Growing affluence with attendant changes in lifestyle Technical innovation that is delivering a vast new array of security options Devolution of some traditional policing roles Shift to a user-pays economy Outsourcing of specialist areas by business and government
In Australia, in the coming year, ASIAL estimated that $24.19 billion will be spent "keeping Australia safe." The private security sector alone will account for about 15 percent of this figure, and has been growing at a rate of 5.5 percent per annum over the last five years.
According to ASIAL, the cost of crime in Australia is as follows (Source: Counting the Cost of Crime: Australian Institute of Criminology, April 2003):
Homicide: total cost $750 million or $1.29 million per victim Vehicle theft: total cost $709.67 million or $4,839 per theft Theft from vehicles: total cost 427.42 million or $443.55 per theft Shop theft: total cost $653.23 million or $88.71 per theft Criminal damage: total cost $1.08 billion or $564.52 per incident Assault: total cost $1.16 billion or $1,290.32 per assault Burglary: total cost $1.94 billion or $1,935.48 per burglary Robbery: total cost $483.87 million or $2,903.23 per robbery Sexual assault: total cost $185.48 million or $2,016.13 per assault Fraud: total cost $4.68 billion Drug offenses: total cost $1.58 billion
New Security Imperatives
From an economic perspective, said ASIAL, the industry has continued to grow "exponentially." Outsourcing of security services has expanded and low barriers to entry have permitted not only an influx of sole tradersmany inexperienced as security providersbut also an attendant culture of subcontracting that has delivered mixed blessings to the industry.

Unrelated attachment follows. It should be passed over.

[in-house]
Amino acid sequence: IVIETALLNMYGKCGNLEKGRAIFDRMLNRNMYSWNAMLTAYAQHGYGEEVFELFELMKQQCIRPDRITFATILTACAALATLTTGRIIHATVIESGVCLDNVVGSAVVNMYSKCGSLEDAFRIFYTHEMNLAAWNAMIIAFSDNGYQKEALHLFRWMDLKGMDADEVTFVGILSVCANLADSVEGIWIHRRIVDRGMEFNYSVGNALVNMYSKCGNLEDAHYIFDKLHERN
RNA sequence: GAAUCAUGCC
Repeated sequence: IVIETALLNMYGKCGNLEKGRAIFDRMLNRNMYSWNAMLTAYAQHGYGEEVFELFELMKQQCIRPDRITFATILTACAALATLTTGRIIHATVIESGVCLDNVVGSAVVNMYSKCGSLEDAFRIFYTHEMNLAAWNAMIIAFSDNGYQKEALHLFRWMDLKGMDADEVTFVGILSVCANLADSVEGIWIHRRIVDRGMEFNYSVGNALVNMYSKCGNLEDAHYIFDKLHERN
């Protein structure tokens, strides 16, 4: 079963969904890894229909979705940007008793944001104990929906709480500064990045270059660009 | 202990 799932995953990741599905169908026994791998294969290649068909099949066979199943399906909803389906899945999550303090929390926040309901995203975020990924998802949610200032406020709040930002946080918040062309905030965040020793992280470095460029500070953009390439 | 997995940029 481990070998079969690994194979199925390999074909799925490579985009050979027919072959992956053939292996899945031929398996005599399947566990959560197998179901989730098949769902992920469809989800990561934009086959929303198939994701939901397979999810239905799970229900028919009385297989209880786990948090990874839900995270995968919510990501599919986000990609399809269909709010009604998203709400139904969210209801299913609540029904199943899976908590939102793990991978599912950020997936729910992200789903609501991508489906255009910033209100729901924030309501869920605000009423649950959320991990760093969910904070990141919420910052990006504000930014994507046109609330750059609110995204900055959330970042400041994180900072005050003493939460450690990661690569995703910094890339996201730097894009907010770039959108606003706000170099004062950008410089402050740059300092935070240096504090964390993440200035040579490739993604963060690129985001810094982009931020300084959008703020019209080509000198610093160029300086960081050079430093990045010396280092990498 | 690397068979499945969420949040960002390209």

Margins, in some sectors, have been squeezed to dangerously low levels (guarding often at around 2 percent) due to its purely competitive nature, where new entrants offer indifferent service at any price to gain a foothold. "To win business, the entity undercuts the competition and then soon finds itself unable to meet its obligations under industrial awards," continued ASIAL. "This often leads to dubious contracting arrangements, which are exploitive and tarnish the industry. Few such enterprises survive the first two years. They exit, leaving devastation behind them and a crisis in confidence. This parlous state is exacerbated by those businesses that operate on the fringe or outside of the regime altogether, again fuelling the industry's bad image."
Low returns are further depressed by a lack of contractual diligence, whereby clients, often government departments, award contracts on the lowest price without due regard for the required labor costs under the awards, supervision and management. On an operational level, national training standards have had an impact in lifting competencies and skills within the workforce, but security remains a low-paying profession (bottom 5 percent) with yet-to-be-witnessed orderly career progression, bemoaned ASIAL.